Some time between midnight and 8am on September 23rd, 2021, a shed in the backyard of a residence located near the intersection of Edinburgh Road South and Waterloo Avenue in the City of Guelph was entered. An ATV was then taken, as its key was left in the ignition.

However, the vehicle wasn’t in good working order and was difficult drive, so it was abandoned around the corner from the residence, and was recovered by police at 9am.

Anyone with any information is asked to contact Constable Joshua van Breda at 519-824-1212 ext. 7417, email him at jvanbreda@guelphpolice.ca, leave an anonymous tip at CRIME STOPPERS 1-800-222-TIPS (8477) or submit an anonymous tip online at www.csgw.tips.

The Guelph Police Service would like to encourage the public to never leave keys in the ignition of an unattended motor vehicle.

Multiple Motor Vehicle Collisions And Driving Complaints

Over the past 24 hours the Guelph Police Service received reports of 14 motor vehicle collisions and 11 driving complaints occurring throughout the City of Guelph.

The Guelph Police Service would like to encourage the public to slow down and follow the rules of the road in order to help ensure everyone arrives to their destination safely.

Calls for Service in the last 24 hours: 227

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Black Press Media Weekly Roundup: Top headlines this week – Summerland Review – Summerland Review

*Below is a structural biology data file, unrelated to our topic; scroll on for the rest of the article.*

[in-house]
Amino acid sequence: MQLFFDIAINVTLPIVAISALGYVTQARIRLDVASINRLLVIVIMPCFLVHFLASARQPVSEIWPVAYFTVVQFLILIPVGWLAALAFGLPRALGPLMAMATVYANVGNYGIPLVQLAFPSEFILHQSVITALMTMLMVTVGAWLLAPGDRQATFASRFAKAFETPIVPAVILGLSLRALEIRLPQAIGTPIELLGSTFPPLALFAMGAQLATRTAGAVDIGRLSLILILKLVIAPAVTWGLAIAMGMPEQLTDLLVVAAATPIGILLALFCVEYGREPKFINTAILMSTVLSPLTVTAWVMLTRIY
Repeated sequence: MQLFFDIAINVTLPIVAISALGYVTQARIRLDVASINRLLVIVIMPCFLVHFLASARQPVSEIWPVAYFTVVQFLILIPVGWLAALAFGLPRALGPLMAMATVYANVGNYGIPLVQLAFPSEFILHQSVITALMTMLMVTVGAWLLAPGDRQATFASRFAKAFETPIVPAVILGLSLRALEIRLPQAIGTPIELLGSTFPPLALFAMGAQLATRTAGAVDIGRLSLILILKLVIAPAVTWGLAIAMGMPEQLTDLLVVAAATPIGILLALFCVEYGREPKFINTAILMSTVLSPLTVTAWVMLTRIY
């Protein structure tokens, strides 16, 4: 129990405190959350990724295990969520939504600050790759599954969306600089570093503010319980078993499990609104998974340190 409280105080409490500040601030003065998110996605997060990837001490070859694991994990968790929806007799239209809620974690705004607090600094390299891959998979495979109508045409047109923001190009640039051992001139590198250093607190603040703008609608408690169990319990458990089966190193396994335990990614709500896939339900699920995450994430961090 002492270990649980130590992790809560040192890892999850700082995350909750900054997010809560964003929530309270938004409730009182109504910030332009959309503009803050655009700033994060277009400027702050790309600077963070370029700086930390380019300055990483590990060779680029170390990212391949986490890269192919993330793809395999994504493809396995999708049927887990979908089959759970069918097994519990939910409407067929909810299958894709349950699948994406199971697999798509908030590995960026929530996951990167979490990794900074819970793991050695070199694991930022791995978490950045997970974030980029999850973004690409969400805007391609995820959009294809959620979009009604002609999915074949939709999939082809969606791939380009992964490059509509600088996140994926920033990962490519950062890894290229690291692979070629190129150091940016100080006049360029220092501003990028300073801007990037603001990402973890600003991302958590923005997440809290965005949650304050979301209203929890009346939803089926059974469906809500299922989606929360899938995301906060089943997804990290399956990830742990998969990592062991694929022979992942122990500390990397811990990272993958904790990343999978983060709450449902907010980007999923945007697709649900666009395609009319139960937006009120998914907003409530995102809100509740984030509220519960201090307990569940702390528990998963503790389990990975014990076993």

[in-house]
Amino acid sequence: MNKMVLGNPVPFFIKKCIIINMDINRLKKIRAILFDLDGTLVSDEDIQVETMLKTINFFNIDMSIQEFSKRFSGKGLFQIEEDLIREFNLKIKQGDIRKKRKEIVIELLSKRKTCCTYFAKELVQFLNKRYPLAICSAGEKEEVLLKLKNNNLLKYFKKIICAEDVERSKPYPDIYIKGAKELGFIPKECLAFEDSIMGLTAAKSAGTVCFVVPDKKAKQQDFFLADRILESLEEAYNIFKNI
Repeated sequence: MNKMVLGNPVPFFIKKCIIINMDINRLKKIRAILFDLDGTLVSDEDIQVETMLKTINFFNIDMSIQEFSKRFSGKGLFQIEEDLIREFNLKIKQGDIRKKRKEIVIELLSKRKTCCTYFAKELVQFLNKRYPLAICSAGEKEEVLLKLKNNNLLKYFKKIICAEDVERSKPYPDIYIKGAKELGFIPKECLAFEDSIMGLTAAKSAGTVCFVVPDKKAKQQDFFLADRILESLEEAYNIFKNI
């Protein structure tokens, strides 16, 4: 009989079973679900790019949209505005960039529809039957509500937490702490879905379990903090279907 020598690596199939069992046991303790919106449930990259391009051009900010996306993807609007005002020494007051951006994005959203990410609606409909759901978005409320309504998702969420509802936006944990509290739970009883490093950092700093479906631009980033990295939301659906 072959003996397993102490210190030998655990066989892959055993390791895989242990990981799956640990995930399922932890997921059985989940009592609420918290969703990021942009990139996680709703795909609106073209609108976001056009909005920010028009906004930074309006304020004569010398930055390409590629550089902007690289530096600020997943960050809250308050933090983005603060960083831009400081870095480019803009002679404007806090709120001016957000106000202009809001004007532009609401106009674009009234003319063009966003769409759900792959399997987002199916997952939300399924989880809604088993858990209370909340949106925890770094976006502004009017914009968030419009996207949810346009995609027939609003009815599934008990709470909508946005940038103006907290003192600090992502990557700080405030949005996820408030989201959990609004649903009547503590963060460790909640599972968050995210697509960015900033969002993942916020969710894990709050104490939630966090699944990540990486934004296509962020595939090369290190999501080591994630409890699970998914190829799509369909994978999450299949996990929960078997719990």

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Good afternoon and happy Friday!

Before you start off your weekend full of sunshine, cooler weather and pumpkin patch adventures, catch up on some of this week’s news headlines from the Okanagan-Shuswap region.

Woman found dead at Highway 33 and Nickel Road in Kelowna

Kelowna RCMP launched an investigation after the body of a woman was found at Highway 33 and Nickel Road in the city.

Police said they don’t have much information surrounding the woman’s death or the cause of it, but the investigation is ongoing.

Fundraisers set up for family of Penticton murder victim

Fundraisers have been set up for a Penticton murder victim’s family.

Taig Savage’s mother, Tracey, previously lost two other children in a house fire. The goal of the fundraisers is to support her as she goes through losing a child in a tragic way for the third time.

One dead in Vernon shooting

One person died and another person was taken into police custody after a morning shooting in Vernon on Monday (Sept. 20).

Vernon North Okanagan RCMP said the victim and the man in custody are known to each other. As he is still in custody, police said there is no further threat to public safety.

Boaters want Shuswap Lake channel dredged but obstacles deter city

Boaters have been asking the City of Salmon Arm to dredge the channel that leads into Shuswap Lake, but the mayor and his staff say that the high costs and government requirements to dredge are keeping them from doing it.

Staff added that dredging is a temporary solution and has a short life span.

And that’s all for this week. Have yourself a good and safe weekend.


@twilamam
twila.amato@blackpress.ca